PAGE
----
A Scion of Eärendil’s House by MP brennan

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Story Notes:

This was written for the June, 2013 Teitho Challenge "Weapons," where it placed first.  It is unbetaed.

It was nominated for the 2013 Tree and Flower Awards where it placed second in "Favorite characterization of Elrond."

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T. A. 2948

Elrond stepped out onto his balcony and breathed deep. He needed to feel the sun and smell the spring air to be reminded that not all the world was lifeless or corrupted. In the study behind him, his desk was piled high with letters from Elves and Men and Wizards from what seemed like every corner of Arda—ill news in three different languages. Losses among the Dúnedain. A lingering shadow over Mirkwood that the Wood-Elves lacked the power to dispel. Orc raids along the borders of Lórien much like the ones on the outskirts of his own lands. Famine everywhere among the Secondborn, save for one small haven in the northeast, where Bard’s Men and Dáin’s gold kept it at bay.

It seemed all the efforts of the White Council had not bought them even a decade of peace. He shook his head, trying to clear it. On their own, none of these tidings spelled calamity. That so much suffering converged at once was likely a cruel coincidence. After all, there was always trouble somewhere in the world.

Why, then, did each act of evil feel like a duelist’s saber testing his guard?

If he closed his eyes, he couldn’t help but see the grim words dancing against his eyelids. He opened them and tried to banish his fears with sunlight. It was a warm day. Little remained of the previous night’s rainstorm save a few patches of wet bark and deep footprints in the soft earth. The footprints tracked a path down the green slopes, past gardens and courtyards and fountains until they reached a flat patch of land that stretched out towards a sheer cliff’s face.

There on the open ground, an archery range had been fashioned. Elrond’s foster son stood at its edge with a short bow in his hand and a quiver of arrows stuck into the ground in front of him. Elrond’s face softened. Estel would never have an Elf’s proficiency with the long bow—his eyesight, while good for a Man, was inadequate for such far-ranging shots. He had good instincts and quick reflexes, though, and with determined practice, his skills were improving. As Elrond watched, the boy picked up a ring target in his right hand, drew it back, and threw it high into the air. As the target flipped away in a spinning arc, Estel grabbed an arrow and nocked it. He drew the string to his chin. Paused. Aimed.


The arrow leapt out just as the target passed the zenith of its arc. As the latter fell to the ground, the former almost—almost—clipped its edge. A moment later, the arrow, too, was falling to stick deep in the soft earth. A miss, but a near miss.

Elrond smiled. No, not all in the world was grim and fading.

He glimpsed movement out of the corner of his eye. Turning, he saw two identical figures striding across the bridge that spanned the falls. It seemed his other sons had survived their latest crusade. This one had kept them away for more than six weeks.

Though some distance still lay between them, Elrond could see them both clearly—as clearly as they would see him if they would but look. Their garb was dirty and torn, but did not bear the brownish stains of Elven blood. Both moved with their usual easy grace, showing none of the stiffness that came from painful wounds.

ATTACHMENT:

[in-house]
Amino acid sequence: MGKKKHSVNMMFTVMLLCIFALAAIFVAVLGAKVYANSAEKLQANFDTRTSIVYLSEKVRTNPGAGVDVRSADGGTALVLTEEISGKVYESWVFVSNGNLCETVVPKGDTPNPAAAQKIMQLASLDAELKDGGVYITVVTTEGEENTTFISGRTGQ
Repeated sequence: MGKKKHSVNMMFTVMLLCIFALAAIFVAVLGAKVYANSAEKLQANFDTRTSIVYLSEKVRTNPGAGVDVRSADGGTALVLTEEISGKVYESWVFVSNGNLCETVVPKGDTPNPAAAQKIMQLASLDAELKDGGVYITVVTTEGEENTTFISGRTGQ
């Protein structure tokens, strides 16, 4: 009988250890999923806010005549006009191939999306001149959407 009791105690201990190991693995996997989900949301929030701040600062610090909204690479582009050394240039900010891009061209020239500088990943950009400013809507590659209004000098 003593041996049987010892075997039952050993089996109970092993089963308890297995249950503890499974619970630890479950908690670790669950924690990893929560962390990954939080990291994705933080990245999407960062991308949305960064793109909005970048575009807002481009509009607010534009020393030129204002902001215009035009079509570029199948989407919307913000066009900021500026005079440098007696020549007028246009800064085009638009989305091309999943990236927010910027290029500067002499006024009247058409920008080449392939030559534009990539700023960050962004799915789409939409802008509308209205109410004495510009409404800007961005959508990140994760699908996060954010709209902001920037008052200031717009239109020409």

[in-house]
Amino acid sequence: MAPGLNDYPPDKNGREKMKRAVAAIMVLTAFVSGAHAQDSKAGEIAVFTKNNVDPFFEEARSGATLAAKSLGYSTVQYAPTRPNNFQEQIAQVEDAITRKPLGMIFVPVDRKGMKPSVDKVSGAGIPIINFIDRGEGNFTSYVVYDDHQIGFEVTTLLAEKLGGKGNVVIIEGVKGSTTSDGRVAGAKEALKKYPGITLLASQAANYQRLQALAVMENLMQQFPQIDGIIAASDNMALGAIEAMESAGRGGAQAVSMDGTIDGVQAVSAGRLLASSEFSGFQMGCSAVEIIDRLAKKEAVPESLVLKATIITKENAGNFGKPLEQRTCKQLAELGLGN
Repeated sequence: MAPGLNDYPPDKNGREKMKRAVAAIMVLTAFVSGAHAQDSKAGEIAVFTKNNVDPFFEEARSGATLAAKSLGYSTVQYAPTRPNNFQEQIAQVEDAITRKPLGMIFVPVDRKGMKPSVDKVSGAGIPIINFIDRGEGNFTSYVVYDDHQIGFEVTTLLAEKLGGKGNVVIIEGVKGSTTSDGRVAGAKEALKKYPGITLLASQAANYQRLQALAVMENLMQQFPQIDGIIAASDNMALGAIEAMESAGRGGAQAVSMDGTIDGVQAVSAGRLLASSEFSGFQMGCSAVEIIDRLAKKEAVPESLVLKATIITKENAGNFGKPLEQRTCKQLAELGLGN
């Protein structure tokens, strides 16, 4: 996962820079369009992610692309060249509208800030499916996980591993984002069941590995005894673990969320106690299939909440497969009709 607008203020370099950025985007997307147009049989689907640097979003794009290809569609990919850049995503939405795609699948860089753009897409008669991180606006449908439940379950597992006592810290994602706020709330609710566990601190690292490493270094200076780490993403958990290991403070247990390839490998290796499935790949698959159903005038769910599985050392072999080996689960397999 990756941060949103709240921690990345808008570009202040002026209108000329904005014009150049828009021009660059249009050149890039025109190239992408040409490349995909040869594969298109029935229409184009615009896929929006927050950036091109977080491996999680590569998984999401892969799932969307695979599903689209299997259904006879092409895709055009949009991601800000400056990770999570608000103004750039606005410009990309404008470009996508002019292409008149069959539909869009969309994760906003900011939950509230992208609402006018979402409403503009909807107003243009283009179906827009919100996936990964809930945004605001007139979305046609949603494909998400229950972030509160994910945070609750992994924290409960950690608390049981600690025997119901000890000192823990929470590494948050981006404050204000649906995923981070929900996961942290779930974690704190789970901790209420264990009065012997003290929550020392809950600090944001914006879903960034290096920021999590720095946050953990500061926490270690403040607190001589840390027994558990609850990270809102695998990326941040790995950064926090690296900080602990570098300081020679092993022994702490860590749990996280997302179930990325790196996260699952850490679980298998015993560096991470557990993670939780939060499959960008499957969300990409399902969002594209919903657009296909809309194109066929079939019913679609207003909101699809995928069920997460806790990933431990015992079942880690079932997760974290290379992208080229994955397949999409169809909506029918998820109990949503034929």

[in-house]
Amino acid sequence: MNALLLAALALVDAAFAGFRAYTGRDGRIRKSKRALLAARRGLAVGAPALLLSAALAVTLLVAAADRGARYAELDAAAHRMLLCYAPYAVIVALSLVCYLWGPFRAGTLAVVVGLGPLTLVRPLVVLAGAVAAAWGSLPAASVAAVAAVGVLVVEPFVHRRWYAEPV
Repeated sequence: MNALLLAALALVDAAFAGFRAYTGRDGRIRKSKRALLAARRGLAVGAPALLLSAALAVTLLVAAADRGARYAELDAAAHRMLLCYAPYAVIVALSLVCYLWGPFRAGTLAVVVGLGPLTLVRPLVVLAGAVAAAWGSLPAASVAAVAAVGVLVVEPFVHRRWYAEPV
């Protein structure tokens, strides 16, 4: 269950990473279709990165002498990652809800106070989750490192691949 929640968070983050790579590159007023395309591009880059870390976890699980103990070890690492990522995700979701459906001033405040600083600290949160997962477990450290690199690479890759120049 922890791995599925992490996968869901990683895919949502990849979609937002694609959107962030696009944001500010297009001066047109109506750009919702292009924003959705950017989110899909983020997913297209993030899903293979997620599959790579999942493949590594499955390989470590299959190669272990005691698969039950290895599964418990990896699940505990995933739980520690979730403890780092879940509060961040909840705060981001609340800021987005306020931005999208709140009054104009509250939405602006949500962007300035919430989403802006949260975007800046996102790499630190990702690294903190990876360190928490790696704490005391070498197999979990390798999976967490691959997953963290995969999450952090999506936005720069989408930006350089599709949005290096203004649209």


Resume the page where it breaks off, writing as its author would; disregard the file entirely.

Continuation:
Only when he felt assured that his children were uninjured did he allow himself to scowl. Perhaps feeling the heat of his glare, Elladan looked up, saw his father, and quickly looked away. Following his brother’s gaze, Elrohir also looked up, but when his eyes met Elrond’s, he held them and lifted his chin defiantly.

Elrond’s scowl deepened. He tore his gaze away, refusing to indulge his younger son in a petty battle of wills. He wondered bitterly which desolate patch of rock his sons had seen fit to liberate from the orcs this time. That was how their “expeditions” went. Sometimes—when he’d gone for weeks with no word from them—Elrond wondered whether his sons gave any thought at all to their own security or that of their home. Both seemed to matter less than their satisfaction at stacking up a few more orcish bodies.

Elladan and Elrohir cared not one whit for the evil portents that currently littered Elrond’s desk. To them, orcs existed only to be slain; they gave no thought to greater powers that might direct their foes’ movements. They would not care what sort of troubles Thranduil might be facing and would listen to Celeborn’s woes only out of respect for their grandparents. The losses among the Dúnedain of Eriador might trouble them, but only because they had been close to most of the Chieftains—Arathorn included—and still had a few friends among the Rangers. They would give no thought to the strategic value of the former kingdom of Arnor—nevermind that it lay practically on their doorstep.

No, Elrond could not turn to his sons with his fears. Valar, he missed Arwen.

The pair gained the near bank. Elrohir made for the path that led up to the house, but his brother stopped him with a hand on his shoulder. Elladan had glanced down the ridge and seen Estel hard at work. The two turned instead toward the archery range.

A great change came over the twins as they made their way down the slope. The grim cast to their faces softened. The fierce light in their eyes gave way to a cheerful twinkle. Their steps lightened and languid, feral grace suddenly became the springing strides of elflings. They never let Estel see what they became in the wilds—the darkness that they nurtured in themselves. In the boy’s presence, they became as playful and merry as children themselves. Elrond wondered if they realized what they were protecting their brother from.